My copy of Tyler Anbinder’s Nativism and Slavery: The Northern Know Nothings & the Politics of the 1850’s finally arrived yesterday. One of my readers recommended it as one of the best resources on the Know Nothings Party which I’ve just finished a series of posts on. Can’t wait to dig in.
Paper, 352 pages
Oxford University Press
Published: May, 1994
Winner of the Avery O. Craven Award of the Organization of American Historians
New York Times 1992 Notable Book of the Year
Chosen by The Gustavus Myers Center as a 1992 Outstanding Book on Human Rights in the United States Outstanding Book on Human Rights
Dr. Anbinder is chair of the Department of History at The George Washington University. You can view his complete C.V. here.
Bits of white paper strewn across a prearranged site announced the meeting of the brotherhood. Held at night, in keeping with the secrecy that shrouded its early years, the sessions of the local chapters of the Order of the Star Spangled Banner were open only to initiates and those about to join them in the ranks. The ritual for admission to the lodge seemed endless. But instead of irritating men tired after a long day’s work, the elaborate raps and special handclasps, the passwords between brothers, and the sentinels sent to escort candidates long known to the membership seemed to heighten the feeling of camaraderie, the sense of special excitement at the dangerous but essential mission they were privileged to share. For they were there to save and cleanse the nation, to preserve for themselves that abstraction which some would later call the American dream.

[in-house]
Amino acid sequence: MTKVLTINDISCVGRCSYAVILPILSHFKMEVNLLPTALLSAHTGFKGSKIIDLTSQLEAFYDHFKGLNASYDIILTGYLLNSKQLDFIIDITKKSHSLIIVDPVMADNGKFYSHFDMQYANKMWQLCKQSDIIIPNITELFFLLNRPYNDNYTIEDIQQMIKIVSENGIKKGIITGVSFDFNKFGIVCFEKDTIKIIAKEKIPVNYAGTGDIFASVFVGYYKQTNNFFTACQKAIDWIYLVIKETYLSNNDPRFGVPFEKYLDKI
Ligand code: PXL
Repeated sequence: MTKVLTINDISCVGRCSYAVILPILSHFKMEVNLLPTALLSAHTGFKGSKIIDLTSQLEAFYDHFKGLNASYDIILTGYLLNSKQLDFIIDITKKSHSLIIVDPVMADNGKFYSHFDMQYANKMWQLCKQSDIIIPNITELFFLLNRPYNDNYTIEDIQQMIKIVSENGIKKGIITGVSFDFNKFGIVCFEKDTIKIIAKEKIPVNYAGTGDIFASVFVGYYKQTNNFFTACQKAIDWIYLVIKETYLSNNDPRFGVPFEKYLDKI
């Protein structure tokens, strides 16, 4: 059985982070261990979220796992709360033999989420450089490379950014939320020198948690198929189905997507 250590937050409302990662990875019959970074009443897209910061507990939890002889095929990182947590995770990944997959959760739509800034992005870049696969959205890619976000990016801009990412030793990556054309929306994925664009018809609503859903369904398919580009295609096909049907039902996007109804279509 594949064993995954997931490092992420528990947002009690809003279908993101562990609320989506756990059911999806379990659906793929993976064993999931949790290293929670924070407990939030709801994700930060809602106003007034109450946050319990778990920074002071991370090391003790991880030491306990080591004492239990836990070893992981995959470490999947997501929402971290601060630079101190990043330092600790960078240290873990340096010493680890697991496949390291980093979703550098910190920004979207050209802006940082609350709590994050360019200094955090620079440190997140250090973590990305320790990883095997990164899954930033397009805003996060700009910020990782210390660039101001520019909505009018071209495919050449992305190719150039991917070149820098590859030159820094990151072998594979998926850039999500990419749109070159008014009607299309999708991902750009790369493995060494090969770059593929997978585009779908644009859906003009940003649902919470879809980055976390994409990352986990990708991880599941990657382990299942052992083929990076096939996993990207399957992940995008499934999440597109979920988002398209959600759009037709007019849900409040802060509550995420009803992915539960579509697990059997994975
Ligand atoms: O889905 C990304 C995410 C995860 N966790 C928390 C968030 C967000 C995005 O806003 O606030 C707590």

David H. Bennett, The Party Of Fear: The American Far Right from Nativism to the Militia Movement [book on-line] (Chapel Hill, NC: University of North Carolina Press, 1988, accessed 20 December 2008), i; available from Questia, http://www.questia.com/PM.qst?a=o&d=105437182; Internet.
About the image available from the Library of Congress:
TITLE: United American. Patriotism, chari
REPRODUCTION NUMBER: LC-USZ62-91519 (b&w film copy neg.)
SUMMARY: An idealized portrayal of a member of the nativist Order of United Americans [which merged with The Order of the Star Spangled Banner], a society founded in New York in 1844 as the American Brotherhood. (The organization acquired its present name the following year.) The United Americans were established to oppose foreign influence in American institutions and government. (See also notes on two certificates for the order, nos. 1848-1 and 1850-2). Currier’s portrait shows a young gentleman, of obvious good breeding, wearing the sash of the order. He stands before a desk and a chair, from which he seems to have just risen and above which hangs a copy of John Trumbull’s “Battle of Bunker Hill.” He has removed one glove, which he holds in his right hand, and tucks his left hand in his vest.
MEDIUM: 1 print on wove paper : lithograph with watercolor ; image 30.7 x 22.7 cm.
CREATED/PUBLISHED: [New York] : Lith. & pub. by N[athaniel] Currier, 152 Nassau St., cor. of Spruce, N.Y., c1849.
N. Currier (Firm)